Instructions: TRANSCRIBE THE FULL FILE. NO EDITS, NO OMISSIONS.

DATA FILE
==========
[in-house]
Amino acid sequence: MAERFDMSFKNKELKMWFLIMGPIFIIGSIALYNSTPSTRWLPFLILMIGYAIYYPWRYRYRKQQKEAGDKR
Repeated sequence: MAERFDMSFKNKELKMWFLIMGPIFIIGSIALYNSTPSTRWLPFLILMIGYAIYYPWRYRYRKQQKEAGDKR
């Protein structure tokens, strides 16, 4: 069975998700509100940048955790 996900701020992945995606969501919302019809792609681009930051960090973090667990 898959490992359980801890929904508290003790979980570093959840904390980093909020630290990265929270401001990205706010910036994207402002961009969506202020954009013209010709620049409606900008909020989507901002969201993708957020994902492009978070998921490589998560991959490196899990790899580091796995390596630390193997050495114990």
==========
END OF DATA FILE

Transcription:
[in-house]
Amino acid sequence: MAERFDMSFKNKELKMWFLIMGPIFIIGSIALYNSTPSTRWLPFLILMIGYAIYYPWRYRYRKQQKEAGDKR
Repeated sequence: MAERFDMSFKNKELKMWFLIMGPIFIIGSIALYNSTPSTRWLPFLILMIGYAIYYPWRYRYRKQQKEAGDKR
């Protein structure tokens, strides 16, 4: 069975998700509100940048955790 996900701020992945995606969501919302019809792609681009930051960090973090667990 898959490992359980801890929904508290003790979980570093959840904390980093909020630290990265929270401001990205706010910036994207402002961009969506202020954009013209010709620049409606900008909020989507901002969201993708957020994902492009978070998921490589998560991959490196899990790899580091796995390596630390193997050495114990």